Jean Shepherd and Leigh Brown Christmas card
with mouse drawing by Shepherd.
(Courtesy of Laurie and Herb Squire)
A CHRISTMAS STORY—Facing the Music—
REVIEW BY EUGENE B. BERGMANN
I attended the Broadway opening of “A Christmas Story—The Musical” (November 19, 2012) with some trepidation. (Shep-heir Irwin Zwilling had given me the ticket and the invite to the after-event party at the “Lucky Strike Lanes”—a grand affair!) What would they do to Jean Shepherd and the movie? Not to worry—they did great!
On arrival I saw on the theater façade, along with a few other large, framed photos, one of Dan Lauria as Shepherd, and what does the caption to the photo say?
“The Jean Shepherd Show,
Home of the Greatest Stories Ever Told.”
Dan Lauria as Shep—this is NOT
The image in the theater’s poster.
Ah, yes! This definitely boded well for those of us Shep acolytes who feared that the musical would not sufficiently acknowledge our hero. The Playbill for the Lunt-Fontanne Theatre, in its “CAST (in order of appearance) list Jean Shepherd (Dan Lauria), first.
After the short overture, with curtain still down, the prologue begins: “A street corner outside radio station WOR, New York City/the radio studio desk—Christmas Eve, several years ago.” There is Jean Shepherd who speaks to us, introducing the play. He is seated at a microphone that has on it “WOR,” and he indicates that he is telling the entire story of the musical at hand.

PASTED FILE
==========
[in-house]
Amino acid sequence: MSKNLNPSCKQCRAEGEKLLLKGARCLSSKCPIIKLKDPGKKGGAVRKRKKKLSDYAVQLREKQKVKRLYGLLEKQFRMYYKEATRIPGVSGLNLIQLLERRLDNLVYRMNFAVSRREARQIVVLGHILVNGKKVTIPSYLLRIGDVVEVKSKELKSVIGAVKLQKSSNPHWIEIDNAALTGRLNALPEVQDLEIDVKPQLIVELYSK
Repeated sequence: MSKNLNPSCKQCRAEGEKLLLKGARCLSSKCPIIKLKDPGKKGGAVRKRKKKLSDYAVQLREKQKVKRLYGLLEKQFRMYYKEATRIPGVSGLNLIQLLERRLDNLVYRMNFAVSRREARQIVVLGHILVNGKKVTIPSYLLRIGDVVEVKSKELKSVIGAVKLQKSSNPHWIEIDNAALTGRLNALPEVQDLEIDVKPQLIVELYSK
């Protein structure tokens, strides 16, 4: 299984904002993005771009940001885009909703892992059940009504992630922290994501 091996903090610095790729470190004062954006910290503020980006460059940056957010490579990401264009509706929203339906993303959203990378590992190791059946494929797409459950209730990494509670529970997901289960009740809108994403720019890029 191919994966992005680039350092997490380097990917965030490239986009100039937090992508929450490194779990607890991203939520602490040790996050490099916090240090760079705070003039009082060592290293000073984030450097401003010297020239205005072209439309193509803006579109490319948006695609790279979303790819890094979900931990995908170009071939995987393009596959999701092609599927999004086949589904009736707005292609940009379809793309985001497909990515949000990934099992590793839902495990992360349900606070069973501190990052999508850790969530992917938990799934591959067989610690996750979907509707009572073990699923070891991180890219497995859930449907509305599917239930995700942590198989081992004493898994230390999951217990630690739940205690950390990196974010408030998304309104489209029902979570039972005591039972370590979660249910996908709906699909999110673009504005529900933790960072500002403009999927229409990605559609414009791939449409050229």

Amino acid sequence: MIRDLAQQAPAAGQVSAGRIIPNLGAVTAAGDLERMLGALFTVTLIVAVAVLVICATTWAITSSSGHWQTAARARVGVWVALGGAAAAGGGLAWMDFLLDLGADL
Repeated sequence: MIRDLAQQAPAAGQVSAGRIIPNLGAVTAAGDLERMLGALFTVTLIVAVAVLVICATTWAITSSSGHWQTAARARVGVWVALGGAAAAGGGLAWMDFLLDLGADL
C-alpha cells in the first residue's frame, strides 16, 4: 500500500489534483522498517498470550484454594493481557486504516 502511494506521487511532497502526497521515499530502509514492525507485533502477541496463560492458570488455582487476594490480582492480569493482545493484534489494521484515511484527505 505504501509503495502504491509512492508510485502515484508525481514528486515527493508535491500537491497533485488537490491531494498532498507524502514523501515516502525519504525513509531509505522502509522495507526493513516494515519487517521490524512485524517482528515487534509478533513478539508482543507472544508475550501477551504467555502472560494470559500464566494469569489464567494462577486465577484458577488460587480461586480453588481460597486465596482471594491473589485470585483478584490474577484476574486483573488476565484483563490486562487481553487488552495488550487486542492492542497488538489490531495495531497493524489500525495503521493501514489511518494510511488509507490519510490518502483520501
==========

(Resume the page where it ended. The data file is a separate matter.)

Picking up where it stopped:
“Shepherd” appears very frequently as the person we in the audience see but the players in the story do not. He roves in and out among the people and the sets, observing the scene and making comments. This is all handled well, and is a great tribute to Shepherd, especially when you realize that the entire production could have negated his presence entirely—to its detriment. (In the movie, you hear his voice throughout, but, if you don’t know, or haven’t paid attention to the opening credits, you might not even realize that Shepherd is the omnipresent creator. In the musical, Lauria/Shep is present and accounted for.)
At the party afterward, Mr. Zwilling told me that Dan Lauria had asked him for help in realizing the Shepherd character. I didn’t have the opportunity to ask him in what way he assisted. I imagine that giving Lauria a lot of Shep audios of radio shows would have done it. (I subsequently read that Lauria said that he and his dad had listened to Shep when he was a kid.)
The musical follows the movie quite well, although not slavishly, diverting where it’s not important or where a visualization on stage might not be worth it. The sets are very good and flexible, in a well-orchestrated, stylized fashion, moving back and forth, up and down, as required to change the scene (indoors as in the house, and outside for the flick/flagpole scene, etc.). I enjoyed the way the sets performed and I enjoyed the script and acting a lot. The dance and other musical numbers were very entertaining—all you could ask for. The audience loved it all.